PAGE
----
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China and Iran: a relationship built on trade, weapons and oil

Amid its long-running conflict with the US, Iran has increasingly turned to China for aid to boost its military and to help protect its economy from trade sanctions imposed by Washington.

The strong ties between Beijing and Tehran have been evident in recent days as tensions have risen in the Middle East, triggered by the killing of Iran’s top military chief Qassem Soleimani by the US in Iraq. Tehran responded with a missile attack on US forces in Iraq.

China’s envoy to Iran, Chang Hua, has said Beijing remained committed to its partnership with Tehran. Zhai Jun, China’s special representative for the Middle East, visited Tehran for a security dialogue on Monday and Tuesday, when he said some “external nations” were stirring provocations, without naming the US.

China remains Iran’s biggest trading partner, but its oil imports from the country have fallen sharply as a result of US sanctions. In November 2019, the last available data, China imported 547,758 tonnes of Iranian oil, down from 3.07 million tonnes in April, according to China’s General Administration of Customs. Trade between China and Iran in 2018 totaled US$35.13 billion, with crude oil accounting for about half, or US$15 billion.

In 2018, US President Donald Trump pulled out of an agreement aimed at curtailing Iran’s nuclear development programme and reimposed crippling sanctions on its economy.

While the sanctions have dented oil trade between the two countries, they remain strong partners on the military front. According to the Stockholm International Peace Research Institute, China was among the top three arms transfer partners for Iran, exporting US$269 million of weapons from 2008 to 2018.

During the eight-year Iran-Iraq war in the 1980s, China was a provider of military hardware to Iran, while the US, the then Soviet Union and other major powers such as France supported Iraq, supplying it with military equipment.

At that time, Chinese military sales to Iran were often conducted indirectly and discreetly through third parties such as North Korea, but they were recognised by Tehran as a critical form of support, according to a 2012 report on China-Iran relations by research organisation the RAND Corporation.

The RAND report also said China had helped the development of Iran’s nuclear programme, although most of this assistance had been, in principle, geared towards civilian uses of nuclear energy.

China not only sold Iran small arms but supplied it with tactical ballistic and anti-ship cruise missiles such as the Silkworm. Chinese design and technology can be seen in many Iranian missile series, from the short-range Oghab and Nazeat missiles to the long-range Shahab.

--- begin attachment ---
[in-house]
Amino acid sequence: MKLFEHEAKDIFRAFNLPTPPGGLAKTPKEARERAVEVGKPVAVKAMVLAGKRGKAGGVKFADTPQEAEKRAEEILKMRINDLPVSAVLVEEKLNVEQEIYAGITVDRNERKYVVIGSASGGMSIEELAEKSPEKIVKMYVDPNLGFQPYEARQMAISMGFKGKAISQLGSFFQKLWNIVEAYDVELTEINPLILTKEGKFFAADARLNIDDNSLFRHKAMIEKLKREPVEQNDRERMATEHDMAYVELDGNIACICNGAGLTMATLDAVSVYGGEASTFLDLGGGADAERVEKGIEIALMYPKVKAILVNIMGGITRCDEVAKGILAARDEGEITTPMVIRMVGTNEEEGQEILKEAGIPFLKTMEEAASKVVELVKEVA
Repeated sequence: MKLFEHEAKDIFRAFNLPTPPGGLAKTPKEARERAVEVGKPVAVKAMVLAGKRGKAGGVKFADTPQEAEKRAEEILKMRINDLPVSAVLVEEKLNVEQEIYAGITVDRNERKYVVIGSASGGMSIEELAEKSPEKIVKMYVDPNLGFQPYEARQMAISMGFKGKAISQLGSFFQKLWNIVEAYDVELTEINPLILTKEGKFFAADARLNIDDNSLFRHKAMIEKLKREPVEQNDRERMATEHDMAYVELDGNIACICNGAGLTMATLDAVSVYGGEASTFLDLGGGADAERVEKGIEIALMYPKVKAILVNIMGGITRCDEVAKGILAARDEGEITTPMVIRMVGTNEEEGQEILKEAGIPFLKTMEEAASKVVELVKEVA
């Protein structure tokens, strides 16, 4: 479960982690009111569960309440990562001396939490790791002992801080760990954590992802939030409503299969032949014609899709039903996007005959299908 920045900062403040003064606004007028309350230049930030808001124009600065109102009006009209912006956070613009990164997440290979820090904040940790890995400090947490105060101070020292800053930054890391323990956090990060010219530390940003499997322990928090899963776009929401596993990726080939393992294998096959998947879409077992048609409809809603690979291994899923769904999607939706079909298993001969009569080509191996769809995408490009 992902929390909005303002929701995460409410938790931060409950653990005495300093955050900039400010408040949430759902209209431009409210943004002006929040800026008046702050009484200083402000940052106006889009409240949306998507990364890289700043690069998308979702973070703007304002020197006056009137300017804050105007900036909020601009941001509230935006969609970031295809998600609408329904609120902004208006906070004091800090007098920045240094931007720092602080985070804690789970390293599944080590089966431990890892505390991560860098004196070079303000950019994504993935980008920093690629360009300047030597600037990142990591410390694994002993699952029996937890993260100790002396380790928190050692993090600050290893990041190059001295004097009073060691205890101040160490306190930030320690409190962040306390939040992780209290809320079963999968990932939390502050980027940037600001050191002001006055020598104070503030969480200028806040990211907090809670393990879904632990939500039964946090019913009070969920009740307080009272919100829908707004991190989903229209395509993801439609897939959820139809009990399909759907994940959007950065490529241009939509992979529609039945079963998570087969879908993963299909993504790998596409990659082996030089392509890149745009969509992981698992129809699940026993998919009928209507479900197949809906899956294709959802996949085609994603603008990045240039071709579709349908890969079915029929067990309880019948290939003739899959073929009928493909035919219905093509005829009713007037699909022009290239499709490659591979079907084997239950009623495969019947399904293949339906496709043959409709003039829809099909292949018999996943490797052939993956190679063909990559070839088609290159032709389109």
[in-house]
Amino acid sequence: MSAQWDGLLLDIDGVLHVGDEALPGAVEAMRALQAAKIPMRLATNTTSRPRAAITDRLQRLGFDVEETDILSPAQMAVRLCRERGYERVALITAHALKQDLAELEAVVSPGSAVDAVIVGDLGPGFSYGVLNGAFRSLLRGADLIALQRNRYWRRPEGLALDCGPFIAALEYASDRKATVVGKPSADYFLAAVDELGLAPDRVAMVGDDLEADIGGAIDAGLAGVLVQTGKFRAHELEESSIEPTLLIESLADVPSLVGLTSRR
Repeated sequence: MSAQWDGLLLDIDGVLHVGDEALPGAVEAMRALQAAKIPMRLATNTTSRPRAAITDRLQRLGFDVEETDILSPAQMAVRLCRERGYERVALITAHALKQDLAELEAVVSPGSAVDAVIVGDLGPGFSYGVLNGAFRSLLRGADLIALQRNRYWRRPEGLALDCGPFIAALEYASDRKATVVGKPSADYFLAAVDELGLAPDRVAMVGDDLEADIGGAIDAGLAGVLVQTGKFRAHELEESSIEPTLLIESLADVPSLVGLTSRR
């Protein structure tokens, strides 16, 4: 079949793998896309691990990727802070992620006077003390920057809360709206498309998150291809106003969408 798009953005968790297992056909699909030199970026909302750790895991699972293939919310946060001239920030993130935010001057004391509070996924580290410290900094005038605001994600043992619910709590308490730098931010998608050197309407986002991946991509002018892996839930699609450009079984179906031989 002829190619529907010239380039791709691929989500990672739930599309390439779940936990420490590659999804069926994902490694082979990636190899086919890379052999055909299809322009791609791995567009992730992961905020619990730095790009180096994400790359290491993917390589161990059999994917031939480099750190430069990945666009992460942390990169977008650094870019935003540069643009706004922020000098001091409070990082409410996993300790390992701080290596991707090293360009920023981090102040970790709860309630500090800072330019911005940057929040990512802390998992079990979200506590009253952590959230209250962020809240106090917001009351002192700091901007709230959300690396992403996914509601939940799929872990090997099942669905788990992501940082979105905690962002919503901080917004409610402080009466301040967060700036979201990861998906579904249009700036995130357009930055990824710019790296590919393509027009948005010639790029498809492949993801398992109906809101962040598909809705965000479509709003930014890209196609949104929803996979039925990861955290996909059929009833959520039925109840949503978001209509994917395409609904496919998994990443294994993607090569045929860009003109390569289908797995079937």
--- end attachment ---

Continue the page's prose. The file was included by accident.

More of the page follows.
Beijing’s assistance was seen as vital for Iran to develop its defence capabilities, despite repeated international sanctions: the Islamic republic had an arms embargo imposed in 2007, and three years later the United Nations banned the export of most major conventional weapons to Iran.

In 2015, the UN Security Council unanimously passed Resolution 2231, which retained the arms embargo on Iran for five years and sanctions on its ballistic missile programme for eight years.

The resolution was passed on the basis of the Joint Comprehensive Plan of Action, an agreement about Iran’s nuclear programme reached between the five permanent Security Council members – China, France, Russia, Britain and the US – along with Germany and Iran. Trump withdrew the US from the agreement.

A US Defence Department report in November about Iran’s military power said the risk of lifting the arms ban was that Tehran had been evaluating the purchase of more military hardware from Russia and China, including equipment it had largely been unable to acquire for decades, such as advanced fighter aircraft and main battle tanks.

China and Iran signed an agreement in 2016 to bolster defence and military cooperation and fight terrorism. The two nations had held their first joint naval drill in Persian Gulf waters in 2014. In late December last year, four days of naval exercises between China, Iran and Russia, covering 17,000 sq km (6,564 square miles), were held in the Indian Ocean and Gulf of Oman.

Kevjn Lim, a doctoral researcher in political science, government and international affairs at Tel Aviv University, said China had been positioning itself as a stabilising force in the region, including in support of Iran.

“While relatively modest in scope, the trilateral exercise [in December] was still unprecedented and couched in terms of improving security,” he said. “While not a defence alliance, this growing convergence among the three countries should probably not be that surprising given that all three are also targets of American sanctions and oppose its unilateralism.